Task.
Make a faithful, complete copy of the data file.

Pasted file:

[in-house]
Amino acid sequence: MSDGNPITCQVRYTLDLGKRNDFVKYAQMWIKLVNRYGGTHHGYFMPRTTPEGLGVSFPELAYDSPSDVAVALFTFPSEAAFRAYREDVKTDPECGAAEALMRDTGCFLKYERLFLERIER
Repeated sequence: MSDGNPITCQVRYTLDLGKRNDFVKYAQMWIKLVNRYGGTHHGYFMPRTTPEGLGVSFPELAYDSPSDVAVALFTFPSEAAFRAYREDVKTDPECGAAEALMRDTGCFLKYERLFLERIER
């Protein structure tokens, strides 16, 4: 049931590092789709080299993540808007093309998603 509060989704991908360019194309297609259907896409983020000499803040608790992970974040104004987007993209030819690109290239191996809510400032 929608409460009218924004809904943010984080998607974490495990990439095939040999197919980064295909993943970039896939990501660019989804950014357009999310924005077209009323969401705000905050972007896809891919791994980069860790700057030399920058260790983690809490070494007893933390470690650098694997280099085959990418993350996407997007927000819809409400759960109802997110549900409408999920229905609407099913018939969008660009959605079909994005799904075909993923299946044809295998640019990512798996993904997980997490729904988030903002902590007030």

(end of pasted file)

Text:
[in-house]
Amino acid sequence: MSDGNPITCQVRYTLDLGKRNDFVKYAQMWIKLVNRYGGTHHGYFMPRTTPEGLGVSFPELAYDSPSDVAVALFTFPSEAAFRAYREDVKTDPECGAAEALMRDTGCFLKYERLFLERIER
Repeated sequence: MSDGNPITCQVRYTLDLGKRNDFVKYAQMWIKLVNRYGGTHHGYFMPRTTPEGLGVSFPELAYDSPSDVAVALFTFPSEAAFRAYREDVKTDPECGAAEALMRDTGCFLKYERLFLERIER
């Protein structure tokens, strides 16, 4: 049931590092789709080299993540808007093309998603 509060989704991908360019194309297609259907896409983020000499803040608790992970974040104004987007993209030819690109290239191996809510400032 929608409460009218924004809904943010984080998607974490495990990439095939040999197919980064295909993943970039896939990501660019989804950014357009999310924005077209009323969401705000905050972007896809891919791994980069860790700057030399920058260790983690809490070494007893933390470690650098694997280099085959990418993350996407997007927000819809409400759960109802997110549900409408999920229905609407099913018939969008660009959605079909994005799904075909993923299946044809295998640019990512798996993904997980997490729904988030903002902590007030």